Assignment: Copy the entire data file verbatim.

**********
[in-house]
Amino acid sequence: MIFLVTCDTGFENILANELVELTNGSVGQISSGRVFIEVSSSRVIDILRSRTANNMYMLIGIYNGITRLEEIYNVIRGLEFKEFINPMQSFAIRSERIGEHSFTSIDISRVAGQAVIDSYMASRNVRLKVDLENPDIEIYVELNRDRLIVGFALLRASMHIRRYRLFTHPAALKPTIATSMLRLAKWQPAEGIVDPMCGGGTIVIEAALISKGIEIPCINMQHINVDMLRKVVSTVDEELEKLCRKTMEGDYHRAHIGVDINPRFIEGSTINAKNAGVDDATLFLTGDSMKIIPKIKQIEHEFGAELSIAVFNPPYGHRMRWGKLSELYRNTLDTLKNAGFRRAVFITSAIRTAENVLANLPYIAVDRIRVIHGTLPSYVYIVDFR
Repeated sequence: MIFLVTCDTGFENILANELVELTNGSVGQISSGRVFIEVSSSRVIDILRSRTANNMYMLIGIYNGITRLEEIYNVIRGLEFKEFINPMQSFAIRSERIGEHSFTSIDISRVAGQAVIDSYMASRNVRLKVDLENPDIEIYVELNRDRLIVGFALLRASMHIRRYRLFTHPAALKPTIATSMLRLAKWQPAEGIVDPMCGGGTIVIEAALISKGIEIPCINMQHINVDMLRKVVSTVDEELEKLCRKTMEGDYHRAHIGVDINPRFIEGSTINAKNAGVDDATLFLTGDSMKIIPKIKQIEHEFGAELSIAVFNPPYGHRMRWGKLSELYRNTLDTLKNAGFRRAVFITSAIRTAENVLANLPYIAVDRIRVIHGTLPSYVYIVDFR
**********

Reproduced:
[in-house]
Amino acid sequence: MIFLVTCDTGFENILANELVELTNGSVGQISSGRVFIEVSSSRVIDILRSRTANNMYMLIGIYNGITRLEEIYNVIRGLEFKEFINPMQSFAIRSERIGEHSFTSIDISRVAGQAVIDSYMASRNVRLKVDLENPDIEIYVELNRDRLIVGFALLRASMHIRRYRLFTHPAALKPTIATSMLRLAKWQPAEGIVDPMCGGGTIVIEAALISKGIEIPCINMQHINVDMLRKVVSTVDEELEKLCRKTMEGDYHRAHIGVDINPRFIEGSTINAKNAGVDDATLFLTGDSMKIIPKIKQIEHEFGAELSIAVFNPPYGHRMRWGKLSELYRNTLDTLKNAGFRRAVFITSAIRTAENVLANLPYIAVDRIRVIHGTLPSYVYIVDFR
Repeated sequence: MIFLVTCDTGFENILANELVELTNGSVGQISSGRVFIEVSSSRVIDILRSRTANNMYMLIGIYNGITRLEEIYNVIRGLEFKEFINPMQSFAIRSERIGEHSFTSIDISRVAGQAVIDSYMASRNVRLKVDLENPDIEIYVELNRDRLIVGFALLRASMHIRRYRLFTHPAALKPTIATSMLRLAKWQPAEGIVDPMCGGGTIVIEAALISKGIEIPCINMQHINVDMLRKVVSTVDEELEKLCRKTMEGDYHRAHIGVDINPRFIEGSTINAKNAGVDDATLFLTGDSMKIIPKIKQIEHEFGAELSIAVFNPPYGHRMRWGKLSELYRNTLDTLKNAGFRRAVFITSAIRTAENVLANLPYIAVDRIRVIHGTLPSYVYIVDFR